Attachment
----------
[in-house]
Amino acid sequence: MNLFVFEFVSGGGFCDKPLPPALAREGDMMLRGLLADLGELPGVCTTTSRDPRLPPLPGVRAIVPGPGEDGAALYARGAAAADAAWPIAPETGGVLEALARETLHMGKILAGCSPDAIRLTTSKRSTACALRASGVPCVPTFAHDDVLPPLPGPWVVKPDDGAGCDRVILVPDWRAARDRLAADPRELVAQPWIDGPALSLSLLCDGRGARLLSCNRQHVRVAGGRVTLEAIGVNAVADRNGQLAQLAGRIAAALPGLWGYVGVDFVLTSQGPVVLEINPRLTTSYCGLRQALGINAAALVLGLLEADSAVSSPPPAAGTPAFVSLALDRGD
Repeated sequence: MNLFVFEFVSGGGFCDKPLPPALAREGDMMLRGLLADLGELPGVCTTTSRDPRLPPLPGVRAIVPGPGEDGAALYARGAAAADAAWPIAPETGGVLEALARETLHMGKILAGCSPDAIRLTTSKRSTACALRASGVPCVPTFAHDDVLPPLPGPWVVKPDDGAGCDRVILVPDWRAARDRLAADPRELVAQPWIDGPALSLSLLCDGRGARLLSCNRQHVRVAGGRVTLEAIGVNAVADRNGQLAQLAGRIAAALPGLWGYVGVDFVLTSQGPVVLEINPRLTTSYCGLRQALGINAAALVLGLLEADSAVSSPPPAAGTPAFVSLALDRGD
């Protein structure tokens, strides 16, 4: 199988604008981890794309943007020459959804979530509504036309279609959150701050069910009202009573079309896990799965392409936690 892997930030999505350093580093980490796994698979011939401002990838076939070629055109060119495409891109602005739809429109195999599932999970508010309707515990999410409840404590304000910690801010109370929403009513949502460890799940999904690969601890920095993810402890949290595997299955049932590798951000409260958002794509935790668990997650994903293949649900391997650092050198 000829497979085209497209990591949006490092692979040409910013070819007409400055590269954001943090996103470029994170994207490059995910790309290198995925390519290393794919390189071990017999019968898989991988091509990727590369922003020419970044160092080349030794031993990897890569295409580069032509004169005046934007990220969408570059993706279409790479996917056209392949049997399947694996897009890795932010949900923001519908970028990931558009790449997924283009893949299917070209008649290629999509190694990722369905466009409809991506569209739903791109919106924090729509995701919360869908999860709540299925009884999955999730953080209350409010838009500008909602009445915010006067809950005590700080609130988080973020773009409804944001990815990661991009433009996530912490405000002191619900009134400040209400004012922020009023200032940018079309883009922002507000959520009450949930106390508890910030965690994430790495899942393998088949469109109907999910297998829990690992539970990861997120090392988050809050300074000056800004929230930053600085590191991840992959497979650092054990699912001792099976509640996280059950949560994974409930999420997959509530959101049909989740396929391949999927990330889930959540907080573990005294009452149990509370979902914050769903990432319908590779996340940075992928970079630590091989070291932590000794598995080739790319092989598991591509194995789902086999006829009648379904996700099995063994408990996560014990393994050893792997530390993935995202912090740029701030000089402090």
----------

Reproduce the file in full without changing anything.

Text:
[in-house]
Amino acid sequence: MNLFVFEFVSGGGFCDKPLPPALAREGDMMLRGLLADLGELPGVCTTTSRDPRLPPLPGVRAIVPGPGEDGAALYARGAAAADAAWPIAPETGGVLEALARETLHMGKILAGCSPDAIRLTTSKRSTACALRASGVPCVPTFAHDDVLPPLPGPWVVKPDDGAGCDRVILVPDWRAARDRLAADPRELVAQPWIDGPALSLSLLCDGRGARLLSCNRQHVRVAGGRVTLEAIGVNAVADRNGQLAQLAGRIAAALPGLWGYVGVDFVLTSQGPVVLEINPRLTTSYCGLRQALGINAAALVLGLLEADSAVSSPPPAAGTPAFVSLALDRGD
Repeated sequence: MNLFVFEFVSGGGFCDKPLPPALAREGDMMLRGLLADLGELPGVCTTTSRDPRLPPLPGVRAIVPGPGEDGAALYARGAAAADAAWPIAPETGGVLEALARETLHMGKILAGCSPDAIRLTTSKRSTACALRASGVPCVPTFAHDDVLPPLPGPWVVKPDDGAGCDRVILVPDWRAARDRLAADPRELVAQPWIDGPALSLSLLCDGRGARLLSCNRQHVRVAGGRVTLEAIGVNAVADRNGQLAQLAGRIAAALPGLWGYVGVDFVLTSQGPVVLEINPRLTTSYCGLRQALGINAAALVLGLLEADSAVSSPPPAAGTPAFVSLALDRGD
């Protein structure tokens, strides 16, 4: 199988604008981890794309943007020459959804979530509504036309279609959150701050069910009202009573079309896990799965392409936690 892997930030999505350093580093980490796994698979011939401002990838076939070629055109060119495409891109602005739809429109195999599932999970508010309707515990999410409840404590304000910690801010109370929403009513949502460890799940999904690969601890920095993810402890949290595997299955049932590798951000409260958002794509935790668990997650994903293949649900391997650092050198 000829497979085209497209990591949006490092692979040409910013070819007409400055590269954001943090996103470029994170994207490059995910790309290198995925390519290393794919390189071990017999019968898989991988091509990727590369922003020419970044160092080349030794031993990897890569295409580069032509004169005046934007990220969408570059993706279409790479996917056209392949049997399947694996897009890795932010949900923001519908970028990931558009790449997924283009893949299917070209008649290629999509190694990722369905466009409809991506569209739903791109919106924090729509995701919360869908999860709540299925009884999955999730953080209350409010838009500008909602009445915010006067809950005590700080609130988080973020773009409804944001990815990661991009433009996530912490405000002191619900009134400040209400004012922020009023200032940018079309883009922002507000959520009450949930106390508890910030965690994430790495899942393998088949469109109907999910297998829990690992539970990861997120090392988050809050300074000056800004929230930053600085590191991840992959497979650092054990699912001792099976509640996280059950949560994974409930999420997959509530959101049909989740396929391949999927990330889930959540907080573990005294009452149990509370979902914050769903990432319908590779996340940075992928970079630590091989070291932590000794598995080739790319092989598991591509194995789902086999006829009648379904996700099995063994408990996560014990393994050893792997530390993935995202912090740029701030000089402090």